Two months after his initiation, all Lyoshka did was study to improve his various focuses. He hadn’t parted with his father’s gift since his awakening, holding firmly to his belief in the stones’ magical powers.
One morning, the father called the boy over to him, sat the boy on his knee, and spoke to him sternly.
“Son, promise me you’ll take care of your mother if something ever happens to me.”
“Dad,” Lyoshka startled himself, for the first time naming this stranger Papa. “What could ever happen?”
“Just promise, and don’t ask!”
“Also promise that instead of playing with idiotic cars and toy weapons, you’ll play checkers, backgammon, chess, cards, and even after amassing all the wisdom of such crafts, you’ll be the first to play ‘for the very air.’ If I ever disappear, I will leave you my register with a list of debtors. Call on them if you ever find yourself in desperate circumstances.”
“You have my word.”
As quickly as his father appeared in his life, so too did he vanish. His mother, unable to hold back her tears, merely went to her son and held him close. Lyoshka needed no explanation.
He never forgot the about deal he made with his father. Incapable of coping with the boredom of school, Alexei would sneak out of his dreary chemistry, history, and geography classes and meander over to the chess and checkers club. Amongst his father’s belongings were found books filled with mathematical card tricks which he would commit to heart. The boy’s memory knew no bounds, and his vision was superb. In the sixth grade, while barely making C’s in humanitarian studies, he came home with proud A’s in math, physics, and geometry. He was dubbed the chess champion of the region amongst his peers.
His mother alone could not scrape up enough to provide for a growing boy’s needs, let alone buy him fashionable clothing. The only thing which was holy, each and every day, was one ruble for lunch. Any time she fell ill, was injured, or ended up without work — hunger struck. Alexei looked upon advertisements from high-end clothing stores with a stony stare.
In the eighth grade, when he was already considering the meaninglessness of his studies in an eternally hunger-panged life, one of his classmates called Sucker (for the overbearing, loving care his father gave him — his father was some important boss somewhere) went over to the chalkboard during the class shift.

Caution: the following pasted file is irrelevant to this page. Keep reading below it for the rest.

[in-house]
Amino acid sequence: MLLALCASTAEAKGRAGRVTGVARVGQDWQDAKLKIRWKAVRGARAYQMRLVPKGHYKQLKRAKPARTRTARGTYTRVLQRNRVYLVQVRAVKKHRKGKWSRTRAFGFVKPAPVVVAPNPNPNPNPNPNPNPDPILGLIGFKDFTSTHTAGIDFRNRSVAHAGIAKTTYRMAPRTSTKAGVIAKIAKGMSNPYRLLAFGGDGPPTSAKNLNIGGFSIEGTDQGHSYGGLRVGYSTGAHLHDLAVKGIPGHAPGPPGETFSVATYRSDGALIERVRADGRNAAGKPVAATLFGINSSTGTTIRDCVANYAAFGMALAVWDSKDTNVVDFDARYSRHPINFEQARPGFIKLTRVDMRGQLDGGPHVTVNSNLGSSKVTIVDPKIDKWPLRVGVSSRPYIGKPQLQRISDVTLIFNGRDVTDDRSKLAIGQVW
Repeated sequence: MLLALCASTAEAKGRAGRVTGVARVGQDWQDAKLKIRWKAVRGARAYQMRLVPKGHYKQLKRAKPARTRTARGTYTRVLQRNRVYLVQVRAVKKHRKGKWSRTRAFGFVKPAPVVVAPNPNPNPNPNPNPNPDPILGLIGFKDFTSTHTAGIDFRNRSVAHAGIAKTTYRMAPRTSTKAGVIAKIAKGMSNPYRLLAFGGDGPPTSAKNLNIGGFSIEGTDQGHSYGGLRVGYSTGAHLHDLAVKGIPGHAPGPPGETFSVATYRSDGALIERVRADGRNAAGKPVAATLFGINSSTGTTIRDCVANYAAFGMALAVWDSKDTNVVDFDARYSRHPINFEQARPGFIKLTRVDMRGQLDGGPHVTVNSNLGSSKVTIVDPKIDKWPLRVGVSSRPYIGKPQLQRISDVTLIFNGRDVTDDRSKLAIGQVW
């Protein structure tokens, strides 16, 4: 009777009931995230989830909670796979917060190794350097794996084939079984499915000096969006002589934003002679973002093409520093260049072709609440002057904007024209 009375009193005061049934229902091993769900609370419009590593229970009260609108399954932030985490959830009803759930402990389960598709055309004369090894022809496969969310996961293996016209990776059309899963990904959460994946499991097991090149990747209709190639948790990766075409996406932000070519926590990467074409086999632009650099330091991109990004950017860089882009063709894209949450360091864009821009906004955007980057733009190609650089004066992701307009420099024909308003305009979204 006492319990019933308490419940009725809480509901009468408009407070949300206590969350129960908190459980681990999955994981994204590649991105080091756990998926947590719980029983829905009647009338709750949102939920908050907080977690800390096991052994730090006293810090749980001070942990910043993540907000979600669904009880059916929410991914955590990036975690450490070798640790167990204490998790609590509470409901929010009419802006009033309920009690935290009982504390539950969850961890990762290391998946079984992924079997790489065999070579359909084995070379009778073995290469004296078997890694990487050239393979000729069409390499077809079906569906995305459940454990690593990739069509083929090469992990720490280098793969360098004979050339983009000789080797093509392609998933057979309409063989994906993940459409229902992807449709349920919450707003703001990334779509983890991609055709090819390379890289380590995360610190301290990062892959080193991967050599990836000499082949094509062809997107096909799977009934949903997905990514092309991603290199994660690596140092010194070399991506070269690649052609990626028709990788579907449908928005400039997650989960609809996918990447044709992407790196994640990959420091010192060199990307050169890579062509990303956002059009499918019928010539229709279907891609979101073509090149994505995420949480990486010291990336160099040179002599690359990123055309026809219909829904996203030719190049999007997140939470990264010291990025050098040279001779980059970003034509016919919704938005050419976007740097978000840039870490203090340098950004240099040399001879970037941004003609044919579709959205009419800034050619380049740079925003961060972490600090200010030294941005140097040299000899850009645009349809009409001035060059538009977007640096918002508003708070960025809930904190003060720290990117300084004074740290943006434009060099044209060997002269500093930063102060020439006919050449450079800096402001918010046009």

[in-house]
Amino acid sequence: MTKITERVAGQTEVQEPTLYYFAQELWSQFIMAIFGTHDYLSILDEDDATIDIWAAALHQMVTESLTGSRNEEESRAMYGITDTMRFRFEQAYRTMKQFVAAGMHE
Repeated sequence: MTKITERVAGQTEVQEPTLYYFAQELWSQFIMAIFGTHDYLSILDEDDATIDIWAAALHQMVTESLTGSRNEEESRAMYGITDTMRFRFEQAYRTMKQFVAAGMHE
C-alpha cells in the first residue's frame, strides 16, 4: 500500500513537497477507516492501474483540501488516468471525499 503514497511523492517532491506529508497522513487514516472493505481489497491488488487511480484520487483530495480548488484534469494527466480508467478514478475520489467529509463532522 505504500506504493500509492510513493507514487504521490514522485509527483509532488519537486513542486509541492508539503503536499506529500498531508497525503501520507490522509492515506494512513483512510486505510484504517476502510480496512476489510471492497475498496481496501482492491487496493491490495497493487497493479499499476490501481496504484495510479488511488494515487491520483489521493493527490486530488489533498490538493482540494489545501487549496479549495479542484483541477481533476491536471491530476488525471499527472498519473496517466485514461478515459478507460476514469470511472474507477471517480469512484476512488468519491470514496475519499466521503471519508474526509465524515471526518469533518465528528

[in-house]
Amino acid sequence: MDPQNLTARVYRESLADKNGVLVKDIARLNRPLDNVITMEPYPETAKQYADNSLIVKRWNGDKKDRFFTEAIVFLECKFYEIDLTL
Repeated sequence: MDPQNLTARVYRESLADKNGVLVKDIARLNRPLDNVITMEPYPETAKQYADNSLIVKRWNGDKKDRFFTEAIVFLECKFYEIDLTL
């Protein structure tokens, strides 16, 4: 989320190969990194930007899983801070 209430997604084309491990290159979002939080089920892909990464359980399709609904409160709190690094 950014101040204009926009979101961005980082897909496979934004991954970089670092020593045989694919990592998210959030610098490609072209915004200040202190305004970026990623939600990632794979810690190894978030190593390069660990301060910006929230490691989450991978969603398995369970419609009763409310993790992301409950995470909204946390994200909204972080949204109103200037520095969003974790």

“Well, ladies, does anyone wanna play?”
Alexei disengaged himself from a perplexing chess move and asked, “Play what?”
Pulling a deck of cards from his pocket, Sucker masterfully shuffled the cards from one hand to the other and smirked.
“You know this isn’t tic-tac-toe, right?” he said. “Board games are for chumps. Real men play cards.” Lyoshka modestly declined. “What, mommy doesn’t give you an allowance? I can start a line of credit for you!”
Beaming internally, Alexei accepted the challenge. They agreed to play for a ruble. For several years now, he had saved up about a hundred rubles by eating cheap dumpling pies at lunch. Upon agreeing to a game, Lyoshka was already thinking about winning more than just a few bucks, rather, about solving his troubles at home.
Alexei lost the first ruble. On purpose. He continued to lose in this fashion every day until about 30 rubles were left, but he upped the ante anyway. The thought of all this money in the pot got Sucker worked up and, flaunting his status, he decided he would put the squeeze on his opponent.
“I say we go all in. Go big or go home. A thousand riding on one pot. And may the loser go crying home to mommy.”
The students were speechless. A classmate nudged Alexei’s arm and whispered, “Don’t even think about it. It’s a trap.”
Lyoshka not only agreed to the terms, but “unexpectedly” won. He scooped up all of Sucker’s pocket cash, he counted three hundred rubles, and was promised the rest in the morning.